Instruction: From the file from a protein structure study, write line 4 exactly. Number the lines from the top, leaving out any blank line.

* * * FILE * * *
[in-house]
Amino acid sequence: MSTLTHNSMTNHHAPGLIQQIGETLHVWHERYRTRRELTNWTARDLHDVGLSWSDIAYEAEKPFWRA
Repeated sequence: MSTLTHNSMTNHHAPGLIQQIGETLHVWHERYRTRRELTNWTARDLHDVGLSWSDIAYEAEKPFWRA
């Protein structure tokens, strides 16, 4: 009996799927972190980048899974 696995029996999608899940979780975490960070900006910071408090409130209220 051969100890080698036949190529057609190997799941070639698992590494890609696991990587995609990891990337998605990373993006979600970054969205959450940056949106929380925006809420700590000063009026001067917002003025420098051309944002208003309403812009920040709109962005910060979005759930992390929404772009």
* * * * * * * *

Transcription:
């Protein structure tokens, strides 16, 4: 009996799927972190980048899974 696995029996999608899940979780975490960070900006910071408090409130209220 051969100890080698036949190529057609190997799941070639698992590494890609696991990587995609990891990337998605990373993006979600970054969205959450940056949106929380925006809420700590000063009026001067917002003025420098051309944002208003309403812009920040709109962005910060979005759930992390929404772009």